Seed, Sand, Sod and Soil

The transition from summer to fall may be well underway at your golf course, bringing with it the promise of quieter months ahead, but do golf course superintendents and turf managers ever truly turn their minds off when it comes to the fundamental components that define their facility? “What’s happening on my course now–what will this winter bring–and how do I (and our club members) envision our course, come next spring?”

Seed, sand, sod and soil are elemental topics that are always in a golf course superintendent’s thoughts. Thankfully, there are many exceptional industry experts to help them deal with the matters at hand as well as with their plans for the future.

Ernst Conservation Seeds


Originally established to help meet the need for soil conservation along interstate highways, three generations later, Ernst Conservation Seeds remains a family-owned and operated business. Founded by Calvin Ernst, this Meadville, Pennsylvania company provides quality native and naturalized plant seeds, mixes, and bioengineering products, including Agrostis stolonifera, creeping bentgrass that is used for soil erosion control, on reclamation sites, on golf course putting greens, and on lawns.

Ernst Conservation Seeds is skilled in helping golf course superintendents, turf managers, and landscape architects deal with unique terrain and drainage issues, including riparian areas, wet meadows and wetlands, woodland openings, pollinators, and steep slopes. Congressional Golf Course and Country Club in Bethesda, Maryland, is one example of a course utilizing Ernst Conservation Seeds’ ERNMX-181, a native steep slope mix with annual ryegrass.

The mission statement of Ernst Conservation Seeds sums up the company’s values well: “To make available to eastern North America the key native and naturalized species of plants for restoration, reclamation, conservation, wildlife and pollinator habitat enhancement, renewable biomass energy and the beautification of our nation.”

You can learn more about this environmentally conscious company on the website

Stock Seed Farms


In 1956, Lyle and Margaret Stock harvested their first acres of Nebraska Certified grass seed. With help and encouragement from the Soil Conservation Service (now the Natural Resource & Conservation Service) and from University of Nebraska personnel, Lyle Stock became a recognized leader in the production and marketing of native grasses and wildflower seed. Today, Stock Seed Farms, run by Dave Stock, proudly acknowledges that its work has contributed directly to protecting millions of acres of land from wind and water erosion and to providing food for domestic animals and food and shelter for wildlife. As the team at Stock Seed Farms explained, “For humans, these same acres have provided food for our eyes, mind and soul.”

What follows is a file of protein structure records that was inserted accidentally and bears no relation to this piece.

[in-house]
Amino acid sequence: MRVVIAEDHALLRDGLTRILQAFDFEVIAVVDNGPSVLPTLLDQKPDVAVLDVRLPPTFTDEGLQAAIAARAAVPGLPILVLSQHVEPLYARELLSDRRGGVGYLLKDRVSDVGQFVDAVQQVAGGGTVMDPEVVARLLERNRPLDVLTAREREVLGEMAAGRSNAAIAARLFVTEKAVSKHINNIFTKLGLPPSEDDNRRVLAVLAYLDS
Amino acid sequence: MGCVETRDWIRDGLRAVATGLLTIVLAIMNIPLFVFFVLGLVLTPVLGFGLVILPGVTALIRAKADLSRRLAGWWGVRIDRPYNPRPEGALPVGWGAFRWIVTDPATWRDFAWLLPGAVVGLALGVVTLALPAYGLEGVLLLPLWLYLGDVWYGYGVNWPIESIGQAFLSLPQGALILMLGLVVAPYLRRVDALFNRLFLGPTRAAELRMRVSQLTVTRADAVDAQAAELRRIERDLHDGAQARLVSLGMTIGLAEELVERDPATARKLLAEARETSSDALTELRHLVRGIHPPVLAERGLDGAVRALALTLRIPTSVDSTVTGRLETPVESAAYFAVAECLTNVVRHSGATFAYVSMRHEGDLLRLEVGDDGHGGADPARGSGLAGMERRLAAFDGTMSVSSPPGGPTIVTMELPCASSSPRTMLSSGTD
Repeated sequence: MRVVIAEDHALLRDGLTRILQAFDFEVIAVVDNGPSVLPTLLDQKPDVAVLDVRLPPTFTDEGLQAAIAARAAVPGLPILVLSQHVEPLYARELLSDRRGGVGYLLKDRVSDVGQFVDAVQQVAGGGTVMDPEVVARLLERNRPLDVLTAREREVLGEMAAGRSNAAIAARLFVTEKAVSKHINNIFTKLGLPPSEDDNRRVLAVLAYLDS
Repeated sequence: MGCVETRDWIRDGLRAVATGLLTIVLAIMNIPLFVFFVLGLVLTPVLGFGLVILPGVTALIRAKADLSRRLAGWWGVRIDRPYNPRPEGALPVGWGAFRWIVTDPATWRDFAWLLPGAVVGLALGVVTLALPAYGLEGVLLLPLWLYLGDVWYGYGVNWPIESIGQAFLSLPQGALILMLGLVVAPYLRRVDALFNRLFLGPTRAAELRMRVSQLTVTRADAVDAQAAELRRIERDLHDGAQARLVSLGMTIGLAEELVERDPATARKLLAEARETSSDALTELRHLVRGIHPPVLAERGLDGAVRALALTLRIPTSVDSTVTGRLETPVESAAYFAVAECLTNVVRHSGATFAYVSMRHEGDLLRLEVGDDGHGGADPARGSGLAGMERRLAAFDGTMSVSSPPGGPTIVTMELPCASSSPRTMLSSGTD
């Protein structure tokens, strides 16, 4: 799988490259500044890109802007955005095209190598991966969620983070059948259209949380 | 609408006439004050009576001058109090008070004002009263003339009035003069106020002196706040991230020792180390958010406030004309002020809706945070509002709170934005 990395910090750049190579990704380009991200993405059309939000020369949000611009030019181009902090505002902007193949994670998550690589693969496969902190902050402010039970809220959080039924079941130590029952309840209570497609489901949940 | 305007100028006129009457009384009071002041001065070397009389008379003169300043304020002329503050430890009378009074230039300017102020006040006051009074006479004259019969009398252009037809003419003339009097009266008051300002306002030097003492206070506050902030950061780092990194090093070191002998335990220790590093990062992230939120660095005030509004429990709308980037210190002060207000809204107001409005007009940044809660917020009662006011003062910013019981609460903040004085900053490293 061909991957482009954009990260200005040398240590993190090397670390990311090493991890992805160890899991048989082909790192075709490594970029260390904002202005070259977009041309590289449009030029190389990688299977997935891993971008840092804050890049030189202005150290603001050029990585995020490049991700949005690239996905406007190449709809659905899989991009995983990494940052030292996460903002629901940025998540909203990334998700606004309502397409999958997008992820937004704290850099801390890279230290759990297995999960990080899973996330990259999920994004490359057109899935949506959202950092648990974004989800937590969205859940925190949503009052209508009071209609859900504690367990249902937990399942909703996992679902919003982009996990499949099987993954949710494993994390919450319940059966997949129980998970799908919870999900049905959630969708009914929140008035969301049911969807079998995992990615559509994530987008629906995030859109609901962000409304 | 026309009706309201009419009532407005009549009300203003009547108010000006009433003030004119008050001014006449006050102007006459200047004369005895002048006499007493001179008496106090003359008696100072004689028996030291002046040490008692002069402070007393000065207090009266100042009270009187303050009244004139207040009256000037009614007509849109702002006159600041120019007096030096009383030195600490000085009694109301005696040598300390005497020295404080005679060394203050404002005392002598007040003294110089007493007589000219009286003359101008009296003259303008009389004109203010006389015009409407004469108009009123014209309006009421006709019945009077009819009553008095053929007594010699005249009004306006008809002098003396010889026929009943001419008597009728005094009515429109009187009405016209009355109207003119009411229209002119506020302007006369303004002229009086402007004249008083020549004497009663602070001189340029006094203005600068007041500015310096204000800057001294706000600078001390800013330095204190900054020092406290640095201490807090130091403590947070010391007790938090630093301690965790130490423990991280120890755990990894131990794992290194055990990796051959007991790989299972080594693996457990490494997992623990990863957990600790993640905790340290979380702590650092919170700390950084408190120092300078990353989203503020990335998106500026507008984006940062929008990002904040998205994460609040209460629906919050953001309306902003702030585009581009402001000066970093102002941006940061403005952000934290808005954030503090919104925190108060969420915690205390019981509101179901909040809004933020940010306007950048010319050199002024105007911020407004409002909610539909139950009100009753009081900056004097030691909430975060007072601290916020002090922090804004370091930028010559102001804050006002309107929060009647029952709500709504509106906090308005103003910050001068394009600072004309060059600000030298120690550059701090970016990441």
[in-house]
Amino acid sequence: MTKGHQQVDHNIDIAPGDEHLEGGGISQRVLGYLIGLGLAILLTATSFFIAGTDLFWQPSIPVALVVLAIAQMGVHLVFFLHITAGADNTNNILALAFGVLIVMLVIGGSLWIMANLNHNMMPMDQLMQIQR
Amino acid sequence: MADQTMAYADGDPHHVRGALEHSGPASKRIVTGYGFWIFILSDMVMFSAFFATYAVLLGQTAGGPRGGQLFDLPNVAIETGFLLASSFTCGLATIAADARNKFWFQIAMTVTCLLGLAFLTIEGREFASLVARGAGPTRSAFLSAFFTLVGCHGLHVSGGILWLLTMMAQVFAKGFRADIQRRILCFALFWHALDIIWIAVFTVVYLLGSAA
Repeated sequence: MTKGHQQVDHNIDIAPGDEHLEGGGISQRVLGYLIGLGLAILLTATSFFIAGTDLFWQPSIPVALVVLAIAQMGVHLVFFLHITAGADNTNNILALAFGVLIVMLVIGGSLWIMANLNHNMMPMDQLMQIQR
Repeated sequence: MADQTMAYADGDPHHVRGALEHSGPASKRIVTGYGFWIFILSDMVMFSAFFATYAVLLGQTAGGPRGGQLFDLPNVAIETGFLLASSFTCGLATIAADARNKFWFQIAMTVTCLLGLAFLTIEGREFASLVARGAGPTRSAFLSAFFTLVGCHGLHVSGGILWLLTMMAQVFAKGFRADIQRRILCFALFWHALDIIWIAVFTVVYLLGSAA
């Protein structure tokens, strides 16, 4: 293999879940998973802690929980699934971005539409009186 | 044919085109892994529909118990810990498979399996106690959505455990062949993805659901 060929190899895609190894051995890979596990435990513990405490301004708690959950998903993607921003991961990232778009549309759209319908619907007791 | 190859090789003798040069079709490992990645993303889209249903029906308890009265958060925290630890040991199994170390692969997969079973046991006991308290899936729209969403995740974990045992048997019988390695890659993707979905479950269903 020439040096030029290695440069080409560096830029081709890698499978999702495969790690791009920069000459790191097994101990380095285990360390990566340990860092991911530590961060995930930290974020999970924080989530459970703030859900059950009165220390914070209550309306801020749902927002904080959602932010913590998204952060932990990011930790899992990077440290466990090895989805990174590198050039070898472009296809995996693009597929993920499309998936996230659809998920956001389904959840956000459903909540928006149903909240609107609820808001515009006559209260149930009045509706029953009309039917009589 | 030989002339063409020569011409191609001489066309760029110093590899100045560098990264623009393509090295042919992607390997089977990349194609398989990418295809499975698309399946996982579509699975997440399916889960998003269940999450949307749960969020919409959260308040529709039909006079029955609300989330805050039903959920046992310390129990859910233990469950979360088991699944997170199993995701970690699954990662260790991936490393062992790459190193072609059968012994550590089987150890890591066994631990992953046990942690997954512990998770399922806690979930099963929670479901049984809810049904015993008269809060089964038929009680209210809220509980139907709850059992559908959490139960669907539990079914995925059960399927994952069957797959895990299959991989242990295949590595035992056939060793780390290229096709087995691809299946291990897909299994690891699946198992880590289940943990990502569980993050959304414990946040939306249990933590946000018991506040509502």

Among Stock Seed’s many outstanding products is a relative newcomer: Sundancer Buffalograss. Considered one of the most advanced turf-type buffalograss varieties available to the turf industry today, Sundancer helps serve the demand for a warm-season turf with the accelerated establishment and superior turf quality from seed. Characteristics of this grass include

  • Extreme drought tolerance
  • Low water and nitrogen usage
  • Winter hardiness
  • Lateral spread by stolons (runners)
  • Low growth habit

Suitable for use on residential lawns, commercial sites, parks and recreational areas, golf courses, and medians, Sundancer requires at least 6 to 8 hours of direct sunlight daily and does best in clay-based or heavy soils. Sandy soils must be amended to support establishment.

Stock Seed Farms reports that in a three-year trial at locations in Arizona, Colorado, Kansas, New Mexico, Utah, Virginia, and Washington, Sundancer excelled in all categories in side-by-side comparisons with other commercially available varieties of buffalograss.

In these studies, Sundancer exhibited

  • Establishment rates from seed similar to Kentucky Bluegrass
  • Early spring green up
  • A darker green color seasonally
  • Broad adaption
  • Enhanced density and fine leaf texture
  • Good fall color retention
  • Disease and insect resistance
  • A lower plant height, 4-8 inches

To learn more about Sundancer Buffalograss and all the products available from Stock Seed Farms, visit the company’s website at

When the subject is sand on the golf course, most golfers express a preference for bright, white sand. Perhaps the frustration of playing your ball from the bunker is eased by the beach-like serenity of white sand. But have you ever considered, what makes white sand white?

The answer to this question varies depending upon the source of your sand. On the beach in Miami, sand is white primarily because of calcium carbonate from minute particles of fragmented seashells. The famed sugar-white sands of the Florida Panhandle and southern Gulf Coast are white because of a high concentration of finely powdered quartz that originated in the southern Appalachian Mountains and over eons of time worked its way to the ocean floor in the Gulf of Mexico.